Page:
Amelia and I
Translated by Elwin Wirkala
Before filing into the classroom, we would form a line by order of height. Since she was a bit shorter, Amelia was always right in front of me. Day after day I pinched her neck and she never made a sound. My mother was the town music teacher. That's why, by the age of six, I already had my privileges. Amelia had no mother. What she had was humility.
The memory of my guilt lay dormant in some hidden zone deep inside for five decades, until one day it surfaced when I received an email. Someone had found me on this stage we call Facebook, this vast virtual habitat we use to show off, to praise or insult each other across the globe. Sometimes, though, Facebook allows us to discover, in some twisted digital hallway or other, a friend from the past we have lost touch with. In my case, this friend ended up connecting me with Amelia, fifty years after I left my village.
Soon after, I was exhilarated to find a message from Amelia sharing memories of our childhood—and an unjustified tenderness for me, her victimizer.
I should have begun by saying that our town was really two towns. It was divided by railroad tracks. Over here, the so-called gringos, the Italian settlers who had come to Argentina at the beginning of the twentieth century. Over there, the criollos, that long-suffering race of gauchos and mestizos who had lived in these lands since colonial times.
Because let’s not forget: when the Americas were terra incognita, in this part of the continent roamed the Tehuelches, the Ranqueles, and the other aboriginal peoples of the pampas. Following the Conquest came olive-skinned Spanish moriscos who had long lost their Arabic language and their Islamic religion, but not their love of the guitar and of poetry, of horses and of daggers. The union of Spaniard and Indian, together with minstrelsy and knife fights and love affairs, gave birth to the gaucho. Landless and lawless nomads, they declined as progress and mass immigration from Europe got underway. The gauchos became poor peons, without the benefit of either collective memory or prospects on a brutal pampa that no longer belonged to them.
My grandparents and other colonists called them "the blacks" and tolerated them—as long as they stayed on the other side of the railroad tracks, on the side that flooded when the rains came. Only on San Roque’s Day would the criollos cross over to take part in the festivities in honor of the town’s patron saint. They would get up on the dance hall stage and bellow epic octosyllabic gaucho verses full of nostalgia and courage. The rest of the year they remained, tacitly ostracized, on the Other Side. At night we could hear only the toads croaking from the ponds that formed when that side of town was flooded out.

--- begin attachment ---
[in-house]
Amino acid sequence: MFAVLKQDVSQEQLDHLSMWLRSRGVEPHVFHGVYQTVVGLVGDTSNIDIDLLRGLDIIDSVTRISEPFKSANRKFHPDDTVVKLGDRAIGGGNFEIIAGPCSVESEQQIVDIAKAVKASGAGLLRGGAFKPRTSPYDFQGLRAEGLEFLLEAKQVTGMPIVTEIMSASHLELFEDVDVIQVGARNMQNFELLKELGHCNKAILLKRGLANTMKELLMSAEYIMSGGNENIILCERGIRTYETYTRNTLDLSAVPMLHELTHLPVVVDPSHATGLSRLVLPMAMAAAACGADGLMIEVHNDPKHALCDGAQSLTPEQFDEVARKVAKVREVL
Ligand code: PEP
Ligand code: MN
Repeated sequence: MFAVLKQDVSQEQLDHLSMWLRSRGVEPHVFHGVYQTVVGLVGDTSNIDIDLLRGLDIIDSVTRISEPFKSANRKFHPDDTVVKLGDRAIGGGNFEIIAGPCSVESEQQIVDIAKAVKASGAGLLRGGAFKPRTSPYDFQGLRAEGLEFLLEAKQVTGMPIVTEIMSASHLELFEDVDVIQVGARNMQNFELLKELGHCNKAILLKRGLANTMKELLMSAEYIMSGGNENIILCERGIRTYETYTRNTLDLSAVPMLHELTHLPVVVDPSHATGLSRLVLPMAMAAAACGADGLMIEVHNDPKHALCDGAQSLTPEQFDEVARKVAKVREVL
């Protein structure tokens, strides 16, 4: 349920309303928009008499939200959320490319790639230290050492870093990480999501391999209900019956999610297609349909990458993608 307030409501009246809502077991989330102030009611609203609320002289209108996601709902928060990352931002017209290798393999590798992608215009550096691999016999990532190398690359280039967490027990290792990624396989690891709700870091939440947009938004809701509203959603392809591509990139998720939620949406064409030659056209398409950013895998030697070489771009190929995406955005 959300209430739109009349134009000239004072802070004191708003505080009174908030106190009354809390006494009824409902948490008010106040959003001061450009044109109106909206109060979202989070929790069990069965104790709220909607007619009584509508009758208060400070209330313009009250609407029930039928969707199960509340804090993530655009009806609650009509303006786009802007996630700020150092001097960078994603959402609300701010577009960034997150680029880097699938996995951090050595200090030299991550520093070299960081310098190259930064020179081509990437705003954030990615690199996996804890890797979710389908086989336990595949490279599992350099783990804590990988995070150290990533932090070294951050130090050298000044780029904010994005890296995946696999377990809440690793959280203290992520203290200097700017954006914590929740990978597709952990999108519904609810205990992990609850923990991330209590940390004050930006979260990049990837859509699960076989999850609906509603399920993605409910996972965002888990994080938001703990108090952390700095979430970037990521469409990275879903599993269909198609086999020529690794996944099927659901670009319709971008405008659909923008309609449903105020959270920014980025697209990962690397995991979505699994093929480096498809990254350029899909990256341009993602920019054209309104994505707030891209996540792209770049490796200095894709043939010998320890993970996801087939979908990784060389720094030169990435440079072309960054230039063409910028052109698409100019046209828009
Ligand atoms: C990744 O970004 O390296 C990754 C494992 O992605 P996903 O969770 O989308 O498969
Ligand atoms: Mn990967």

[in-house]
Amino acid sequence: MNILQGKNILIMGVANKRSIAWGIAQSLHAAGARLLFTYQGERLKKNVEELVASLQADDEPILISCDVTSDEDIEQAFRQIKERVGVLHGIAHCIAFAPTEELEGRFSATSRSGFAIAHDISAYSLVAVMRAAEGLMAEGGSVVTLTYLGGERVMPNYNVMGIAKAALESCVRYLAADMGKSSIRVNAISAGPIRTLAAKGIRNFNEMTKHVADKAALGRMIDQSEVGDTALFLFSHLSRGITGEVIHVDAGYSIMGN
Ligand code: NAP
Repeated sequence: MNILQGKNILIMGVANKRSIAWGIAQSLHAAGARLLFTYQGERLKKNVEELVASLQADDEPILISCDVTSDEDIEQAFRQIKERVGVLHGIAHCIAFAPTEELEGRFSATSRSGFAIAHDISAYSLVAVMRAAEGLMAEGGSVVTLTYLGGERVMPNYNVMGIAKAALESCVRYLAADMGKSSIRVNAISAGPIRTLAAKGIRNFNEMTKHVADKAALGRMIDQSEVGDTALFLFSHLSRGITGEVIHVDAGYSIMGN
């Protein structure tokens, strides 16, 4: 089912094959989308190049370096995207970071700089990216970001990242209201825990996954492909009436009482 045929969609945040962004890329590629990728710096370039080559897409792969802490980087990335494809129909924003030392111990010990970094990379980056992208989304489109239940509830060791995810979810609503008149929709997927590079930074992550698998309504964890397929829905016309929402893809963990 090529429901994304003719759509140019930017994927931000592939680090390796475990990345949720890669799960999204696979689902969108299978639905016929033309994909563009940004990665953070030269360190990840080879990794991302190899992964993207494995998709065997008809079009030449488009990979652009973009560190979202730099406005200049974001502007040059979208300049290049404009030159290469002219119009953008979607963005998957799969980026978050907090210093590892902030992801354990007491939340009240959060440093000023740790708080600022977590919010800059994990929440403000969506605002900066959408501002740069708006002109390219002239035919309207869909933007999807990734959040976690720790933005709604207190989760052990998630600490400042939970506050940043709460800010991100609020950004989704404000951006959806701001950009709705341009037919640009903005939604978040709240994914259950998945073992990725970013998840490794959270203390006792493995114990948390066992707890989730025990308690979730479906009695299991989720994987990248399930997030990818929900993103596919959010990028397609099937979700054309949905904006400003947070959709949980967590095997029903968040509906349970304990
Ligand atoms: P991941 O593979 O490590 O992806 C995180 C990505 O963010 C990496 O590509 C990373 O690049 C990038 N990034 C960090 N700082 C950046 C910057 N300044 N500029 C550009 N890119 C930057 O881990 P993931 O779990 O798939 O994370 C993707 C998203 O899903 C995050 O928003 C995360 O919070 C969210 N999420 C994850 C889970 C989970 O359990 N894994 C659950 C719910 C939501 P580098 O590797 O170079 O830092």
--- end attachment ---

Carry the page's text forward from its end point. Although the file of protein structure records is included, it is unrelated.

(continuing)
Amelia lived over there with her father, her brothers, the croaking of toads, and poverty.
The rails were not much to look at, just five and a half inches of steel on the flat earth and under our immense pampa sky. Not much to look at! Yet we were over here and they, the creoles, the others, were over there. Crossing over to the other side was said to be dangerous. During the day, because the train would come blindly and implacably, and with utter disrespect for class and race. At night, because La Llorona wandered about wailing her plaintive song of Medea and bent on washing her guilt away with human blood. Children's blood especially.
Like a good creole, Amelia's father played the guitar. He was a gaucho, all right: boots and spurs, baggy pants, coins on his belt, poncho, and a bandanna around his neck. His name was Paez, a converso Moorish surname. He may have been a peon from some ranch, I don't know. My father, by contrast, was a merchant and a descendent on both sides from those people of northern Italy with a good portion of Germanic blood flowing through their veins. My mother? Pure Roman.
For some reason—perhaps the music classes—Amelia's father wanted her to go to our school, not the little school on the Other Side. That is why Amelia crossed over every day. She crossed over fearlessly, rain or shine, to go to the school for the well off. And I, a well-brought-up little girl from a good family, would pinch her neck as we stood in line listening to the chords of our national anthem.